I’m an inveterate traveller. I’ll put it down to growing up in the middle of the Australian desert. From the age of six weeks I was carted from coast to coast to visit and be shown off to distant relatives. As a child, I felt confined by the wide open spaces around me, so those twice yearly flights to civilization, must’ve given me a thirst to explore new horizons. Since there was no television service, I buried myself in National Geographic magazines, dreaming of travelling to places with exotic names like Mystic and Nantucket, Middlesex (where I seriously thought hermaphrodites lived) and Moosejaw, Kathmandu and Kabul.
I’m so desperate to see new places that if there’s an alternative route to return from that destination, I’ll take it!
However, an insidious realization has been nagging at me lately, and that is, that in spite of the beauty or benefits of travelling, I really miss my own bed, my own loo, my own shower.
Recently, I travelled around the south of England researching Jane Austen, where we stayed in the filthiest B&B you could imagine. The beauty of Winchester, where Jane died and was honored by being buried in Winchester Cathedral was tainted considerably by this experience and I’m annoyed with myself for letting this be so. It’s happened in other places too. Perhaps I need to consult a travel psychologist who’ll prepare me for the worst, so that I’ll be pleasantly surprised when it turns out to be better.
Now I’m on Corfu, an idyllic Greek Island, but again the accommodation is lacking. If we were paying half what we are, I’d put up with the less than clean bathroom, the un-mopped floors, the miniscule shower (18x24 inches!) the rock-hard bed and the dodgy electrical connections.
But what’s really upset me are the stray cats and dogs roaming the island. We’re presently feeding three kittens who’ve adopted us, bleating plaintively for food morning and evening. But what will happen to them when winter sets in and the tourists dry up? There’s no government run animal shelter on the island and the council controls dogs in some areas by baiting them! How inhumane is this? How sad that a civilized country’s answer to animal control is to allow them to roam free begging for food, or poisoning them? No doubt the female kittens will be pregnant as soon as they’re in season – provided they survive the winter. Although two of “our” kittens are quite wild, the smallest is friendly and sweet natured and would make a lovely pet, but there’s no such thing as animal adoption here.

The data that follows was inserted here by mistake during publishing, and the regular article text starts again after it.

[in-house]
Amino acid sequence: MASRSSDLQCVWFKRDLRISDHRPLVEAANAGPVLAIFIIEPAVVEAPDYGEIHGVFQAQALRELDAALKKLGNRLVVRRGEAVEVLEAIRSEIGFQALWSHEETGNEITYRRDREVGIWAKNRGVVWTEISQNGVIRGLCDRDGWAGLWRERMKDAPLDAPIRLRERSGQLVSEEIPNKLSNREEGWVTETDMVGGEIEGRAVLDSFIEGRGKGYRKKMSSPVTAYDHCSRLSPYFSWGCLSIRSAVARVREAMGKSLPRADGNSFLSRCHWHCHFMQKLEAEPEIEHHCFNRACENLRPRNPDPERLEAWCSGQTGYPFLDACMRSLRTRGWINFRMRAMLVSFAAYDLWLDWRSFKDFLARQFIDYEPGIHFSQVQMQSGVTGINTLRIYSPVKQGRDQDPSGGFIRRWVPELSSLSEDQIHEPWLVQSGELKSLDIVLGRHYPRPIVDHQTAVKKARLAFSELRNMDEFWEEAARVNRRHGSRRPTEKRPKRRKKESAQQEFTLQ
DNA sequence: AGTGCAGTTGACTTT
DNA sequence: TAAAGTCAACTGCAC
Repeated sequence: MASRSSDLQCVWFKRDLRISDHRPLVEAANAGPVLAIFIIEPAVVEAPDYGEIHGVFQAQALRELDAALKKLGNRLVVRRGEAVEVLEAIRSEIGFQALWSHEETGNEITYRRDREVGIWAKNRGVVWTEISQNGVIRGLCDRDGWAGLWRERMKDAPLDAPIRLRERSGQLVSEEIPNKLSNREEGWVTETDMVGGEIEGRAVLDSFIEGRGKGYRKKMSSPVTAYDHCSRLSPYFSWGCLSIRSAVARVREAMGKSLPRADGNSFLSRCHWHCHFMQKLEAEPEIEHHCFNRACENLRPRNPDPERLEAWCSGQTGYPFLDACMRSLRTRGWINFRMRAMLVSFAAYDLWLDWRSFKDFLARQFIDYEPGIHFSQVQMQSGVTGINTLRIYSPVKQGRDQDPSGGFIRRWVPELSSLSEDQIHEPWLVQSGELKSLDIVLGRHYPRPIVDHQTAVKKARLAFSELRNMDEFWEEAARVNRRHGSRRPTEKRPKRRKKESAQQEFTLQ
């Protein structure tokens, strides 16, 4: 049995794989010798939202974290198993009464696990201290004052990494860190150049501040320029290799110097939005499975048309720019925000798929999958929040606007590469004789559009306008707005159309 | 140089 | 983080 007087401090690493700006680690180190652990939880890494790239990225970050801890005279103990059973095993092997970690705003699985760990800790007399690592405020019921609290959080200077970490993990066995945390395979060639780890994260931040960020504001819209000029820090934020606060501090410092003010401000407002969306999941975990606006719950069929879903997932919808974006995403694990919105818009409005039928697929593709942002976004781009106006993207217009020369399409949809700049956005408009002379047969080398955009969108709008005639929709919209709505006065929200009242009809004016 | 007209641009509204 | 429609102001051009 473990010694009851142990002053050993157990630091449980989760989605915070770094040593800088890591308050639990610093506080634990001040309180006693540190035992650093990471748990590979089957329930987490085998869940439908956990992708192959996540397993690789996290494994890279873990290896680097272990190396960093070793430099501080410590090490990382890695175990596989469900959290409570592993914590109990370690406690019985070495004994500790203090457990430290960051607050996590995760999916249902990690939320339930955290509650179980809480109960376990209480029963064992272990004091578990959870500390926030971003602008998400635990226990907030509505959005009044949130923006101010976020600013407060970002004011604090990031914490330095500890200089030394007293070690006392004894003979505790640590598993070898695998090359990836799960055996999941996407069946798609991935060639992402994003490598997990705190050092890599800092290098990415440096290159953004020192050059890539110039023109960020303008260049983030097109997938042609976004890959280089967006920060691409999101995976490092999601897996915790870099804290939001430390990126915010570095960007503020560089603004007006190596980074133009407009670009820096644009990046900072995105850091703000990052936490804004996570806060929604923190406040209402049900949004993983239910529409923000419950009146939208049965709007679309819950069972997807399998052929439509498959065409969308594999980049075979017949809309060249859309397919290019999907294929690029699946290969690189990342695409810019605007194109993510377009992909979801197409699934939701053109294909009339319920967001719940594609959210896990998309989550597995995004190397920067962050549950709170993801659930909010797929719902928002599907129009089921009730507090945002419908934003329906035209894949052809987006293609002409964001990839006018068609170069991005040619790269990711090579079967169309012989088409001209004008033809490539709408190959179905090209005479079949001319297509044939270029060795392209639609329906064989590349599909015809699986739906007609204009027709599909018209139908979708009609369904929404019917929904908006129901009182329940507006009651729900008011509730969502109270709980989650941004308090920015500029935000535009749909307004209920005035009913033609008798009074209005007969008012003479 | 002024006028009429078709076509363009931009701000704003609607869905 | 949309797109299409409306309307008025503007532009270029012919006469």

However, I’ve discovered there’s a wonderful group of people who do their best trying to raise money to de-sex as many of the females as possible and set up feeding stations in various areas to try and tide the animals over the winter months. It’s a pity every visitor to Corfu and the other Greek Islands isn’t asked to donate five euros towards a non-profit fund for animals. I’m donating to have a female cat neutered and placing the Agni Animal fund website as my homepage, for which they’ll receive two British pounds per month (at no cost to me) for each of our family’s pc’s that has their site as our homepage.
So although this started as a whinge about how great travel is, but how much greater it is to get home to my own creature comforts, it’s ended as a plea to help those four-legged creatures who sleep on the streets and beg for food because there’s nowhere else for them to go. No warm lap to sleep on, no leg to rub up against, no human to call their own.
If you’d like to help, here’s the link to their website where you can read about the good work they do – http://www.agni-animal-welfare-fund.com/Index.asp
And here to make them your homepage - http://google.agni-animal-welfare-fund.com/
Meantime, I’m dreaming of getting home to my own comfy bed and a loo and a shower that I know are clean. But most of all I’m looking forward to getting home to my own four-legged friends and giving them an extra big hug.
Til next time…